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Home / Crop

Leaders on the spot for opposing sugar rules

Joseph Shikuku holds the documents containing the newly gazetted Crops (Sugar) (General) Regulations, 2020. [Ignatius Odanga, Standard]

Sugarcane farmers from Western region have taken issue with senators and governors for rejecting the newly gazetted Crops (Sugar) (General) Regulations, 2020.

The farmers, drawn from Bungoma, Kakamega and Busia counties asked senators and governors to rescind their decision and vowed to stage demonstrations to express their displeasure.

According to the farmers, the gazetted regulations were aimed at benefiting them and the sugar millers, not the politicians. Senate Standing Committee on Agriculture, Livestock and Fisheries together with the Council of Governors, in their joint communique dated October 23, 2020, rejected the gazettement of sugar and tea regulations.

They argued that the regulations were not in compliance with the Constitution.

The senators and governors also stated that they will jointly fight cartels in the agriculture sector.

“That the Senate Standing Committee on Agriculture, Livestock and Fisheries together with the Council of Governors jointly reject in total the gazettement of sugar and tea regulations for lack of compliance with the Constitution,” read the communique by senators and governors.

Senate Standing Committee on Agriculture, Livestock and Fisheries is chaired by Embu Senator Njeru Ndwiga while Tharaka Nithi Governor Muthomi Njuki is the chair of CoG’s Agriculture Committee.

In the gazetted regulations, farmers are to be represented in the Sugarcane Pricing Committee that determines the price per tonne, unlike before when the miller decided the amount to pay the farmer per tonne for cane delivered.

The regulations allow farmers to freely sign contracts with millers of their choice and both have obligations to adhere to the deal, something farmers say is a big relief to them.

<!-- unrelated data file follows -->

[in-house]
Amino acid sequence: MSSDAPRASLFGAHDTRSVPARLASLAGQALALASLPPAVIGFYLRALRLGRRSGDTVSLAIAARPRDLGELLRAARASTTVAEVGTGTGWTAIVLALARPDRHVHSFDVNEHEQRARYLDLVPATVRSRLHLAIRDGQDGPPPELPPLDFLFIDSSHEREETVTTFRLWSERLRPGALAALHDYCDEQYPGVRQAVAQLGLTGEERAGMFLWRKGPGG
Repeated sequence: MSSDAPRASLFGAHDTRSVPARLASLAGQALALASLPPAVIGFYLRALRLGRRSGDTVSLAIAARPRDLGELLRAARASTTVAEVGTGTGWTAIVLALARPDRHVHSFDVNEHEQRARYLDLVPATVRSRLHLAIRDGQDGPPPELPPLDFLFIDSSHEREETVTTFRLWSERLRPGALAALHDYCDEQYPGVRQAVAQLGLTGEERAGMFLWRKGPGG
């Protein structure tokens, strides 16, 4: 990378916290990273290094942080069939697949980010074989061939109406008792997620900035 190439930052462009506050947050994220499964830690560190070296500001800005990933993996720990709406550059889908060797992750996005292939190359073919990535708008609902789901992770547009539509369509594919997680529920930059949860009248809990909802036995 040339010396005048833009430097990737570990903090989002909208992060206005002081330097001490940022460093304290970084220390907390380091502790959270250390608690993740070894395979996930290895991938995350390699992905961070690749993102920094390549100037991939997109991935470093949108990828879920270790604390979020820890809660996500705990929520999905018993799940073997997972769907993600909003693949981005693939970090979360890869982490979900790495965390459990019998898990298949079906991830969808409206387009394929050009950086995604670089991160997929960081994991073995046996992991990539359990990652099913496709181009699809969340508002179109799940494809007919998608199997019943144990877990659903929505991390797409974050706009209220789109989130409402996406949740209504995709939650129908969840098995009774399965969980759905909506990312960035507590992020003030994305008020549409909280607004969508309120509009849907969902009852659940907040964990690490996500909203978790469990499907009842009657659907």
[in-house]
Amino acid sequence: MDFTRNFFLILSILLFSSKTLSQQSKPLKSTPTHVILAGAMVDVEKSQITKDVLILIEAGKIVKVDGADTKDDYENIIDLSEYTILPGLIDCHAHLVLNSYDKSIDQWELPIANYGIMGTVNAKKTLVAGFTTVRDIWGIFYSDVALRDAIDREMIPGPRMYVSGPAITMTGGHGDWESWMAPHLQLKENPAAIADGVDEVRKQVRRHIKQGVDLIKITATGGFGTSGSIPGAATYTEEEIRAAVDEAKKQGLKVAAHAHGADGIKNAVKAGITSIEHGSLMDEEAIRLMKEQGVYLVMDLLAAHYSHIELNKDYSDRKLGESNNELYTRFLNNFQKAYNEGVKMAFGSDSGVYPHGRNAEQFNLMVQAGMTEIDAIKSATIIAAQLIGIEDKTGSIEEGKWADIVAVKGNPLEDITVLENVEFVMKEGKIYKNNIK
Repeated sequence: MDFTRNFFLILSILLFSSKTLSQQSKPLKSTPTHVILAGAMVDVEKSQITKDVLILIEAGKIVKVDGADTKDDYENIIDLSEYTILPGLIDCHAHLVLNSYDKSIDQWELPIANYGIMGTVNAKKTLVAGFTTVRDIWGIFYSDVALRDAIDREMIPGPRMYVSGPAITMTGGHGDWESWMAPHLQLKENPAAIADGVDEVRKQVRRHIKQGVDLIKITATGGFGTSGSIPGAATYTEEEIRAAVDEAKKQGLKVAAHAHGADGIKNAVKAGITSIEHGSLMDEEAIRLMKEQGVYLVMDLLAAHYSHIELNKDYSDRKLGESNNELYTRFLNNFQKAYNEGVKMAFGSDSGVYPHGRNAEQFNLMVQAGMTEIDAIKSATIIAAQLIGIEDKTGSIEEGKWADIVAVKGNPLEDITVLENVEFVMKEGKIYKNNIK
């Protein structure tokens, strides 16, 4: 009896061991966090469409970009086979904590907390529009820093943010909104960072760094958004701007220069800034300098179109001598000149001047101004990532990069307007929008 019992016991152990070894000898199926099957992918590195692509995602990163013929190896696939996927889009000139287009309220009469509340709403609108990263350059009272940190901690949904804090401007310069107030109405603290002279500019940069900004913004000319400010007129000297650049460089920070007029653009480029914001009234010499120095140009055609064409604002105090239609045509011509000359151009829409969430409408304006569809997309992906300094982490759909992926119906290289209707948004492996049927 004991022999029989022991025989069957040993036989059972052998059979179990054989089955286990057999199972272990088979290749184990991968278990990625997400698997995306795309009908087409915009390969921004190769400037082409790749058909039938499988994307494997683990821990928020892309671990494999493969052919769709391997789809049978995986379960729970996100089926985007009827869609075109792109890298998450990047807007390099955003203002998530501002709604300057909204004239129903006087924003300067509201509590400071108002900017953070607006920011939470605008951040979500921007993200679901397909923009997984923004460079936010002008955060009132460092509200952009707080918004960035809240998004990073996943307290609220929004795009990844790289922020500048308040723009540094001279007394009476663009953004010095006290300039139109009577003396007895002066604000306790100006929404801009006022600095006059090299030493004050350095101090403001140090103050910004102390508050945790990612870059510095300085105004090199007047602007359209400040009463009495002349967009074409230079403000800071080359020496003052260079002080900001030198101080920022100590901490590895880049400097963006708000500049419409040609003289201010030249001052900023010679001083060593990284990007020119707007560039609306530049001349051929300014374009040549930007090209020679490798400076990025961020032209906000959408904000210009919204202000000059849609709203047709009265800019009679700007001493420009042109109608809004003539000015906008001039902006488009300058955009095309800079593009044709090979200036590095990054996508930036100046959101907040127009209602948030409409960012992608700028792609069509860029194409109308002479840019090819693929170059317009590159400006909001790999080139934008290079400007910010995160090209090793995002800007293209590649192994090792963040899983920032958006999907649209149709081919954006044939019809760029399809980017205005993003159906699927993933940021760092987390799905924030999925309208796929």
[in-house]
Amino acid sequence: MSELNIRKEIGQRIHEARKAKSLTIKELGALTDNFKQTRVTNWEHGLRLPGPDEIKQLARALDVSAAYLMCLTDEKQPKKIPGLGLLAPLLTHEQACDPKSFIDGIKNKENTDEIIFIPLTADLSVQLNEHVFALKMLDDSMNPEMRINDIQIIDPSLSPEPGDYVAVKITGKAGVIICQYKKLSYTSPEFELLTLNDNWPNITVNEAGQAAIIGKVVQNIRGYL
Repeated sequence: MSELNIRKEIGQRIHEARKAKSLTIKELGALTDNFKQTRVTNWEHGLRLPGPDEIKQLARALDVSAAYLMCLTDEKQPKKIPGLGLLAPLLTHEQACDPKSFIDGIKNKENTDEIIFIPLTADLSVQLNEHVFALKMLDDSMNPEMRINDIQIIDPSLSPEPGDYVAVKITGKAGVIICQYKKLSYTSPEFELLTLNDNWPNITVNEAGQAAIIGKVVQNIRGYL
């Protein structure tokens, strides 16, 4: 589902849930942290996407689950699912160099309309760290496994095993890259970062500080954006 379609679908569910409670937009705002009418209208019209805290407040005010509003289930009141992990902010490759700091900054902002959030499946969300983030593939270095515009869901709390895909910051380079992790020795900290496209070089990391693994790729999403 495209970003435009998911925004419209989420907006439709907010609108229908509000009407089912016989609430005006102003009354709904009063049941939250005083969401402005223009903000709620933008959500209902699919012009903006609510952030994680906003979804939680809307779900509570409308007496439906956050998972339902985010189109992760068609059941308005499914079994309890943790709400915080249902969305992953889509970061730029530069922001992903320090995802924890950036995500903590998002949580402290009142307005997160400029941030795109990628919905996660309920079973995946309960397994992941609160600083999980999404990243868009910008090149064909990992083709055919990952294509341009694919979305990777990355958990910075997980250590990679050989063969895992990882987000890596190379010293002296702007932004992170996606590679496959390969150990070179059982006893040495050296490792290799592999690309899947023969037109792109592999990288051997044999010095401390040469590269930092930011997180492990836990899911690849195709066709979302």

The miller, as per the regulations, is to pay the farmer between seven and 14 days after delivering cane to the contracted sugar factory.

It is against this backdrop that farmers from can-growing areas are unhappy with senators and governors.

They wondered why governors have taken rejected the regulations yet Wycliffe Oparanya, the Council of Governors chair, co-chaired the presidential task-force that conducted public hearings aimed at reviving the sugar sub-sector.

The report was then handed to President Uhuru Kenyatta and later gazetted by Cabinet Secretary for Agriculture Peter Munya in June.

Jeremiah Sunguti from Shiamberere in Kakamega claimed the rejection of the regulations are a scheme to re-introduce zoning which was rejected.

“The policy of willing buyer and willing seller must prevail. We are very bitter with senators and governors whom we think are so insensitive to the plight of farmers,” Sunguti said.

He continued: “Farmers are the main stakeholders in the sugar sector and none of us was consulted by senators and governors before they rejected the regulations. No cane farmer has complained that the regulations do not favour us.”

Tawai Mamuti from Kimangiti in Kakamega hailed the new regulations, noting that he was paid two weeks after delivering cane to factories.

Separately, sugarcane farmers from Bungoma said that it was unfair for the senators and governors to reject the regulations, barely five months after the gazettement.

“The hurry to reject the regulations after we gave our views has raised suspicion among the sugarcane farmers. We hope the government will stand with farmers and ensure that the regulations are implemented to the letter,” said Gregory Nabukwesi.

“It is law after the presidential assent and therefore it must be implemented in totality without unnecessary drama and sideshows from politicians who seem to be after their own interests,” Nabukwesi said.

Bidal Ojago said sugar sub-sector was at risk of being plunged into a crisis it was in before the regulations were put in place.

“I have no doubt that the government, sugar millers and sugarcane farmers are committed to bringing sanity to the sugar sector but some cartels are not happy that is why the regulations are being opposed by our politicians,” Ojago said.

Hidden agenda

John Manyuru from Amukura in Teso South, Busia County, claimed some governors and senators were scheming to have shares in the State factories to be privatised.

Manyuru lauded the CS for Agriculture for coming to the rescue of sugarcane farmers by imposing a ban on the importation of raw materials from Uganda.

He warned that should the State give in to the demand of senators and governors, it is the farmers who will suffer.

“We had started farming sugarcane because of the favourable regulations that are in place but we may now shift to growing food crop,” Manyuru said.

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